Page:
The public response to Queenstown Airport's proposal to double flight capacity in the tourist centre is expected to be known sometime next month.
Consultation on the airport's proposal to double flights to and from Queenstown closed a month ago.
More than 1500 responses were received, but what they have to say is still unknown as the airport was not yet in a position to release them.
However, the plan did lead to a groundswell of vocal opposition from locals, especially those living in the affected area.
The airport is almost at capacity and its proposal would alleviate those concerns, allowing twice the number of flights in and out, which in the long-term could equate to one flight every 4 minutes and more than 5 million passengers going through the airport.
But many felt that was putting the cart before the horse, and conversations about tourism growth and how the wider Otago-Southland region could cope with it needed to be had first.
"I am very concerned about the airport in Queenstown becoming a hub for the entire south," Queenstown Lakes councillor and Frankton resident Alexa Forbes said.
"I don't believe that is a good proposition for an airport that is in a very geographically constrained basin."
The airport's proposal had prompted a conversation among the community and it was time for that conversation to be had throughout the south, she said.
"We have a really strong airport in Invercargill, which could be further developed and I think they want that.
"But actually how would I know whether they want that - we haven't had that discussion."
She was keen to see the submissions to place a metric on how the affected locals felt about the increased noise of more flights, and how the wider community felt about the massive growth of visitor numbers.
However, she would like to see changes to the airport's capacity put on hold until wider discussions about growth take place with other districts in Otago and Southland.
One of those districts would be Central Otago, where Mayor Tim Cadogan was caught on the hop by Air New Zealand's submission to expand services at other airports in central Otago.
Colloquially, many in the area refer to central Otago not as the defined district but the wider area also encompassing parts of Queenstown Lakes and, for some, even parts of the Clutha district.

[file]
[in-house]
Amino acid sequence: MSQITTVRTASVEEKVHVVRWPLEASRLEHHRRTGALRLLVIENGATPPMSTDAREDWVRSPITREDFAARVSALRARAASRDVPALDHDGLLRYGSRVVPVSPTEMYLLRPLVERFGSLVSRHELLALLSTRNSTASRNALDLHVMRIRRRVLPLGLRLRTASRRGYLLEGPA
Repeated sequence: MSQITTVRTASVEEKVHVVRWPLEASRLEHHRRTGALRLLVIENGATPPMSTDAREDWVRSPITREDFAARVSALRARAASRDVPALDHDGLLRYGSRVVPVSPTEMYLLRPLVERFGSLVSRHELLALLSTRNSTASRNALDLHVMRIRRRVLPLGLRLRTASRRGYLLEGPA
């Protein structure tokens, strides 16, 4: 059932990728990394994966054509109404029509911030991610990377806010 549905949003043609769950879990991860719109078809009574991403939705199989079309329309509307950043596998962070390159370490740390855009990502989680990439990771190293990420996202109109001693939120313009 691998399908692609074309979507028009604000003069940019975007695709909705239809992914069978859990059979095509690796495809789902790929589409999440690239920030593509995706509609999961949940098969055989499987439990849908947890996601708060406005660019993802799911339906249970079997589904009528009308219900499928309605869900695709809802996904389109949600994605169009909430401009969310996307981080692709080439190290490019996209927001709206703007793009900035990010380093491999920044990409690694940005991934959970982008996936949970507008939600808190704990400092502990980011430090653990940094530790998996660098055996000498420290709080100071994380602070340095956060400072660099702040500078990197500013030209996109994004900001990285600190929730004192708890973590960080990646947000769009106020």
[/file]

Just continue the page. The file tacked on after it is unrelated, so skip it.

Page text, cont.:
"We simply haven't had any contact [from Air New Zealand on its proposal] and maybe they are doing some blue sky thinking," Mr Cadogan said.
"But they haven't come and talked to us, even at the very, very basic level so it does lead me to question where are they talking? Are they talking Alexandra? Are they talking Cromwell? Are they talking Kingston? We simply don't know."
With the airport yet to release submissions on its proposal, some have leaked out leading to speculation, excitement and concern in some quarters.
Mr Cadogan said if Central Otago district was in Air New Zealand's sights he would welcome the opportunity.
"It absolutely is an exciting possibility for the district," he said.
"Alexandra's airport has been getting upgraded for quite a long time by the Central Otago District Council. There is room up there to land ATRs I understand... in terms of our place in the world it would certainly be a conversation worth having."
The airport initially said it expected to release the submissions within weeks, but the sheer volume and the need for due process meant they were still not available.
An airport spokesperson said it expected to release them to the public next month.
For former Queenstown Lakes councillor Kirsty Sharpe, who worried about the transparency of the process even before consultation closed, it raised concerns.
"We would like to see the submissions and I think they owe that to us because we are the community and the community owns three-quarters of the airport," she said.
"They know the importance of the issue and it's a pity that they can't speed up their processes."
Frankton Community Association chairman Glyn Lewers said he believed he knew what the submissions would say.
"I'd say I'd be pretty confident about the sentiment they got from the community. If it's anything to go by what I've heard it'll be pretty negative towards their proposal."
He had received emails, calls and approaches from those concerned about the expansion of the airport's capacity.
It would be disappointing for the airport to proceed as proposed if the sentiment was as overwhelmingly negative as he expected, Mr Lewers said.
The airport would take account of the public sentiment in its final proposal, which would go before the council.